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Economics and Politics & Politics and Economics

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    "And" means roughly equal, "With" means the first more than the second. (In terms of core modules). Lboro is a Econ Major with Pol minor.
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    Politics and Economics are like polar opposites, in terms of careers. One is about thinking deeply about coming up with solutions to problems with society, and the other is just dumbing down those solutions, and supporting the dumbing down of the solutions so joe public can understand them. Politics is a bastard science. An utter waste of 3 years.
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    (Original post by Obscenedilemma)
    Thanks, so if it has "and" then basically and I can put Econ with Pol on my CV even if it's Pol and Econ?
    Don't misname the official name of your degree subject on your CV. Anyone reading it who is familiar with your course will know you can't even get the name of your degree right and may draw unfortunate conclusions from that.
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    (Original post by Obscenedilemma)
    Loughborough- Econ and Poli
    It's "Economics with Politics", or "Politics with a minor" (one of the options being economics) at Loughborough. Either way it's a 2/3 - 1/3 split between the two subjects, not half and half.
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    (Original post by Obscenedilemma)
    Yeah but why should it matter if they're both taught at 50% Surely the ordering would be insignificant. And besides, I don't the recruiter would know the exact name of the course.
    I could ask you the same question. Why would you want to change the name of your degree on your CV if it isn't of any significance? Clearly, it is to you.

    If I were a recruiter (and I am) finding incorrect or misleading information or lies on a CV it would be filed under "W" as soon as possible.

    And never assume that a recruiter doesn't have personal knowledge of what you write. I have, in the past, received a CV from someone who claimed experience at a particular company, which I had doubts about. I knew the person who he would have worked for, rang him and established what the candidate's true role involved. It didn't gel with the CV and he didn't get the job.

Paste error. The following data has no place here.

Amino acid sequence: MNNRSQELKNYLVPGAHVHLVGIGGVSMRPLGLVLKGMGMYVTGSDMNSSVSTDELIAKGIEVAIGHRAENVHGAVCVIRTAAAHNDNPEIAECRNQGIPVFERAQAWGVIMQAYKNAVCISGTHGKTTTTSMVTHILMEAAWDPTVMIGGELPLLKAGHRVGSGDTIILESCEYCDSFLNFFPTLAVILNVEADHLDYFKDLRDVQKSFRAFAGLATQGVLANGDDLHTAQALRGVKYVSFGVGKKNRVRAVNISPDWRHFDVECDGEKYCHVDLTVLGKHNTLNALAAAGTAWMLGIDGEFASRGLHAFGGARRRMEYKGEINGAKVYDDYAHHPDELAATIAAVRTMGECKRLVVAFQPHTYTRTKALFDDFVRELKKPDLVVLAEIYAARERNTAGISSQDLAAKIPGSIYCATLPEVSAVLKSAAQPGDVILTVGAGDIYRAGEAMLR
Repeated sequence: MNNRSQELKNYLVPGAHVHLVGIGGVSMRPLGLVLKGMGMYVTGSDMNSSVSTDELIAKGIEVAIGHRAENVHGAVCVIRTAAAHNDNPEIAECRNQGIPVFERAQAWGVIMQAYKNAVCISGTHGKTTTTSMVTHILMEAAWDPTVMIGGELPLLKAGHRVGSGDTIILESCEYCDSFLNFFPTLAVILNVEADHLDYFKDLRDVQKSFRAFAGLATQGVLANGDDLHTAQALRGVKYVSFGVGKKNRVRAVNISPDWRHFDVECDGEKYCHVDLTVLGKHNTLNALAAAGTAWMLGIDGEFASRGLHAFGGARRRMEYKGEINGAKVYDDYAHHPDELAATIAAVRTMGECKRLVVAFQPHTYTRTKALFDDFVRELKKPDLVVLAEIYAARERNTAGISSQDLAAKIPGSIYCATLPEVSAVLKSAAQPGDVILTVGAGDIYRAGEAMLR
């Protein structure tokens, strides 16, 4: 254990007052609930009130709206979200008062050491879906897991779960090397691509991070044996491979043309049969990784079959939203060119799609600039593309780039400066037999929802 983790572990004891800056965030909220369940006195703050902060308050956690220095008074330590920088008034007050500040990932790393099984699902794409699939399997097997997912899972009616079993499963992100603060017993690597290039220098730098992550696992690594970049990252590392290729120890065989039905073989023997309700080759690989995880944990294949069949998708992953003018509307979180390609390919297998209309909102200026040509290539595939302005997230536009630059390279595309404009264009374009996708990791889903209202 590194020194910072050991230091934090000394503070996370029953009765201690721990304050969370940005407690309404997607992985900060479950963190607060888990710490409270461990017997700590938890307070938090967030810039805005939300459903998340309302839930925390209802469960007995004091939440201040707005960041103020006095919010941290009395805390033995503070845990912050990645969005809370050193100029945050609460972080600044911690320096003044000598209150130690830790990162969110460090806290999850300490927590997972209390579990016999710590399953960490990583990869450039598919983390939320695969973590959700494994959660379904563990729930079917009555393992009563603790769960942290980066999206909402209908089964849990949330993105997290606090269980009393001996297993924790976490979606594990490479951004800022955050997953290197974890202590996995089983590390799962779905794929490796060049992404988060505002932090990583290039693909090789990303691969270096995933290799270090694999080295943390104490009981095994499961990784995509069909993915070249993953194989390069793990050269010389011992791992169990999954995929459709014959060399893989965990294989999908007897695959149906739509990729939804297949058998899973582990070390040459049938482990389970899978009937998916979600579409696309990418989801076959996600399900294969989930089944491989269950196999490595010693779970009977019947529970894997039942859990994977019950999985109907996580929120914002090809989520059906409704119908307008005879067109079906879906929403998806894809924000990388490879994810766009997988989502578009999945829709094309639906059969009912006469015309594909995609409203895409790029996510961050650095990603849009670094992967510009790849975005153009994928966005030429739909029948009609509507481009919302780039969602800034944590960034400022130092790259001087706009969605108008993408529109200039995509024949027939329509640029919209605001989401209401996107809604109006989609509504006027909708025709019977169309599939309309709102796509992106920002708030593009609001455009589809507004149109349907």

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    (Original post by Obscenedilemma)
    I enjoy politics and besides, the graduate prospects are the same as econ. Typically Politics itself = 40% after 6months. Now combine that with econ, 79%... obviously it depends what uni you're looking at- Newcastle, Glasgow etc

    Statistics like that are so unbelievably inaccurate and misleading. In the sense that to draw conclusions like that isn't really correct.
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    (Original post by Obscenedilemma)
    The data is from the unistats website. After 6 months every graduate receives a survey. It's not totally correct of course but it gives a rough idea (there are other factors too like what you graduated with etc) but as I said these are just rough figures.

    Are you saying that the grad prospects aren't the same?





    A cheeky lie in a CV in the long term usually ends up with more benefits than costs. You asked a good question there "why would it matter to me" I just prefer economics being first because otherwise it makes it look as though there is more politics than economics. It also makes more sense (alphabetical) Why would a recruiter file it under "W" if he knew that content was both 50:50, what's so significant about changing the ordering may I ask? Also what is W
    The benefit of lying is nil. The downside is possible loss of credibility and providing a cause for the employer to fire you, even years later.
    It doesn't look as though there is more of anything, since recruiters are perfectly aware of what degree names imply, on the whole.

    "W" is the waste bin.
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    (Original post by Good bloke)
    The benefit of lying is nil. The downside is possible loss of credibility and providing a cause for the employer to fire you, even years later.
    It doesn't look as though there is more of anything, since recruiters are perfectly aware of what degree names imply, on the whole.

    "W" is the waste bin.
    Good to see you're still on form, GB. Hope you're well.

    On topic, he's right.

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Updated: June 17, 2012
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